As midterm elections near, it is becoming clear that there is an opportunity in Washington to take the first few steps toward measurable change in U.S. politics around Israel and Palestine. Increasingly belligerent Israeli actions toward the Palestinians and toward Jews who oppose the occupation, a U.S. administration with unabashedly pro-settler leanings, and the decision by Israeli Prime Minister Benjamin Netanyahu to shift away from bipartisan efforts in the U.S. and depend on unflinching Republican support have combined to create a strong groundswell in the Democratic party for a change in policy.
This groundswell has not yet made a significant impact in Washington. Occasional letters of admonishment from Vermont Senator Bernie Sanders (who is not a Democrat, but caucuses with them in the Senate), or Dianne Feinstein (D-CA) have little impact on the ground. Meanwhile, after New Jersey Senator Cory Booker was photographed at a progressive conference holding a sign that read, “From Palestine to Mexico, all the walls have got to go,” he scrambled to disavow the sign, claiming he didn’t know what it said. Read more at LobeLog
Every year, anyone who works on United States policy toward Israel, Palestine, or the broader Middle East watches the annual policy conference of the American-Israel Public Affairs Committee
US Ambassador to the UN, Nikki Haley
(AIPAC) very closely. At that conference, we expect not only to find out a great deal about where the US and Israeli governments stand at the moment, but also what is likely to occupy the attention of Congress for the coming year regarding Middle East policy.
At last year’s conference, then-candidate Donald Trump’s appearance and warm reception caused one of the deepest divides in the Jewish community in recent memory. AIPAC’s day-after public apology to President Barack Obama for the ovations that Trump’s sharply critical words drew was a landmark event, and was an incident that the powerful lobbying group was hoping to bury this year.
AIPAC wanted their 2017 conference to be one that brought its supporters–who span a considerable political spectrum apart from Middle East policy–back together, and one that also set a clear agenda for the group’s activities for the first year of the Trump Administration. It was not entirely successful in either goal. Read more at LobeLog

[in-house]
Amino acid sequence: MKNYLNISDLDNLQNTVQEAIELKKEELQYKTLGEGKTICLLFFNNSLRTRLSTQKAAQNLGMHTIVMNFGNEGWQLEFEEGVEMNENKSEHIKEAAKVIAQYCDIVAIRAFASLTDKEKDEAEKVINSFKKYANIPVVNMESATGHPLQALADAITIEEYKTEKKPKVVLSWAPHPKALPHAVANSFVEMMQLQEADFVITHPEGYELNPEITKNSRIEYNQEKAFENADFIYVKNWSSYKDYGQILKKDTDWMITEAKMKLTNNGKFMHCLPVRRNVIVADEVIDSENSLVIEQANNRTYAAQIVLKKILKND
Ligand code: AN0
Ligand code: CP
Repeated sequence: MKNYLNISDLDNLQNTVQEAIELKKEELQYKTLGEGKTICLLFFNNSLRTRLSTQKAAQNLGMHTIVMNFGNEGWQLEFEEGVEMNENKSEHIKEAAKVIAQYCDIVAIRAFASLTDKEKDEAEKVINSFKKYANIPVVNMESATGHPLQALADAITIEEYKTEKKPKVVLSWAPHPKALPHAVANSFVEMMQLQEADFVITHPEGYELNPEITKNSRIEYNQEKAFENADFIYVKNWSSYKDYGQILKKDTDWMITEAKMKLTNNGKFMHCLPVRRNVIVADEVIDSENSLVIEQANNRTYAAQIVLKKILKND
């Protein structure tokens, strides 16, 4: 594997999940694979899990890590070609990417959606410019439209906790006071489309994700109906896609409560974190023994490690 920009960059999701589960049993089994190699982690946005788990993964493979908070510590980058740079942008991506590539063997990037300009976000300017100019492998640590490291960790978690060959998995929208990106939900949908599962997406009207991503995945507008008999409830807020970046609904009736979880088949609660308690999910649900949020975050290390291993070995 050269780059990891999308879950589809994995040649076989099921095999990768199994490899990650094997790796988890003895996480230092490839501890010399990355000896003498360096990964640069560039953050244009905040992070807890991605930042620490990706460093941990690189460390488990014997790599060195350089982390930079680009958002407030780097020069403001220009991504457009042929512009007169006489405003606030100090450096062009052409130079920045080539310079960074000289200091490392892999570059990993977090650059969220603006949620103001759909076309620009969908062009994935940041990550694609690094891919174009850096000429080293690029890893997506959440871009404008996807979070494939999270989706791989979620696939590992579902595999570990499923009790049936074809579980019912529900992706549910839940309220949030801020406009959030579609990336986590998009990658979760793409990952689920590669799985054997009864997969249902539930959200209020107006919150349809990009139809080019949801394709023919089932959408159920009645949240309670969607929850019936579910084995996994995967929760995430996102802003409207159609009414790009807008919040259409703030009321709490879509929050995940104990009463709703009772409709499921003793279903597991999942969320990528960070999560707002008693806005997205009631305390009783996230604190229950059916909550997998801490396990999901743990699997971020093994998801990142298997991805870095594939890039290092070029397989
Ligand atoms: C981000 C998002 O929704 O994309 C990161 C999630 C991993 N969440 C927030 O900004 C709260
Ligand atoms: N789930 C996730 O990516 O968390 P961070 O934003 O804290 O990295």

On Wednesday Israel and the United States finally signed a new Memorandum of Understanding(MOU), committing the United States to provide Israel with $38 billion in military aid over the ten years spanning 2019-2028. The sum includes $5 billion for missile defense, which Israel had previously had to lobby Congress for each year for a $200 million per year increase in basic aid. The MOU makes some changes to the system by which the US provides aid to Israel, and was also unusually difficult to negotiate. Here are five takeaways: Read more at Facts On The Ground, An FMEP Blog
The spectacle of Donald Trump getting standing ovations at AIPAC was appalling to a wide range of Jews and others across the United States and the world. But that same spectacle can create opportunities for finally cracking apart the wall that prevents a serious debate on US policy in the Middle East. I explore how in The New Republic today.
I know many of you out there have been busily debating the Iran nuclear deal with friends, family and colleagues. I’ve been doing what I can to help provide people with good information. The bottom line is that the arguments against the deal are threadbare and reflect the fact that the sanctions, for the ultra-hawks, neo-conservatives and Likudniks, have never been about Iran’s nuclear violations (real though those are) but about crippling Iran.
For that reason, they have no substantive case against the Joint Comprehensive Plan of Action (JCPOA). So, they are instead using distortions of what the JCPOA says, and on distracting arguments like the appalling spectacle of their abuse of the real issues of antisemitism by falsely accusing Obama of that bigotry.
On the latter point, Matt Duss and Todd Gitlin wrote a great rebuttal in Tablet Magazine that I urge you read. But today, I really want to urge you to read this entry on the Foundation for Middle East Peace’s web site by Richard Nephew, Program Director for the Center on Global Energy Policy. Nephew simply uses the facts to demolish the latest attempt by AIPAC to fool people about the Iran deal and the real consequences to the United States if Congress votes it down.
Please share it widely. Nephew’s piece is here.
In the wake of the collapse of the last round of Israeli-Palestinian talks last April, it’s become widely accepted that the continuing growth of Israeli settlements is a key obstacle to an agreement. This has created difficulties for those inclined to support the Israeli government’s ability to do whatever it wants. One way to make it easier to defend the settlements and the occupation that sustains them is to obscure the difference between them and Israel proper. As I wrote last month, a method that lobbyists like the American-Israel Public Affairs Committee (AIPAC) have been employing lately to accomplish that is to target the Boycott, Divestment, and Sanctions movement (BDS).
Several recent pieces of legislation demonstrate how this is accomplished. In Illinois, a billprohibiting Illinois from contracting with businesses that are boycotting Israel passed unanimously in both the State Legislature and Senate. The language of the bill specifically includes “territories controlled by the State of Israel” – that is, territories occupied by Israel after the 1967 war, which no country in the world, including the U.S., recognizes as part of Israel. Read more at the FMEP blog.